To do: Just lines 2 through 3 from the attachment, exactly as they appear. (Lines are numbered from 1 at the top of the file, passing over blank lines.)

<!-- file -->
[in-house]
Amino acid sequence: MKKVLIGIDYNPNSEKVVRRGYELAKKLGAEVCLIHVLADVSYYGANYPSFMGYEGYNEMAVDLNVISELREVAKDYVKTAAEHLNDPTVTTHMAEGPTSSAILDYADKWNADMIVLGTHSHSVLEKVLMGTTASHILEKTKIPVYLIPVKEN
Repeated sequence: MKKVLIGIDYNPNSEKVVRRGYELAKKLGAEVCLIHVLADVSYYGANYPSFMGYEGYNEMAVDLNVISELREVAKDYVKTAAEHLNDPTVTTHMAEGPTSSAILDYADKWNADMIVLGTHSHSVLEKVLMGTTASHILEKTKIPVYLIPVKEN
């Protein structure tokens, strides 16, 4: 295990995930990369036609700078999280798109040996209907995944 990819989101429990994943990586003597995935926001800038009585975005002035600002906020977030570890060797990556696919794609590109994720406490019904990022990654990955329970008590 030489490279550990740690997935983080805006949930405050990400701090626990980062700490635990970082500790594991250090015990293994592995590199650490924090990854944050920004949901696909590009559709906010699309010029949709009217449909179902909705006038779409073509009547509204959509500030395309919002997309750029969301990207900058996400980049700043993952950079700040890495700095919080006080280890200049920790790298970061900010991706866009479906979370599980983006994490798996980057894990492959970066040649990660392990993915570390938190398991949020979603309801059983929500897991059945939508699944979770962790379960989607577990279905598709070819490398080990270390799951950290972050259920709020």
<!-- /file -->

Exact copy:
Amino acid sequence: MKKVLIGIDYNPNSEKVVRRGYELAKKLGAEVCLIHVLADVSYYGANYPSFMGYEGYNEMAVDLNVISELREVAKDYVKTAAEHLNDPTVTTHMAEGPTSSAILDYADKWNADMIVLGTHSHSVLEKVLMGTTASHILEKTKIPVYLIPVKEN
Repeated sequence: MKKVLIGIDYNPNSEKVVRRGYELAKKLGAEVCLIHVLADVSYYGANYPSFMGYEGYNEMAVDLNVISELREVAKDYVKTAAEHLNDPTVTTHMAEGPTSSAILDYADKWNADMIVLGTHSHSVLEKVLMGTTASHILEKTKIPVYLIPVKEN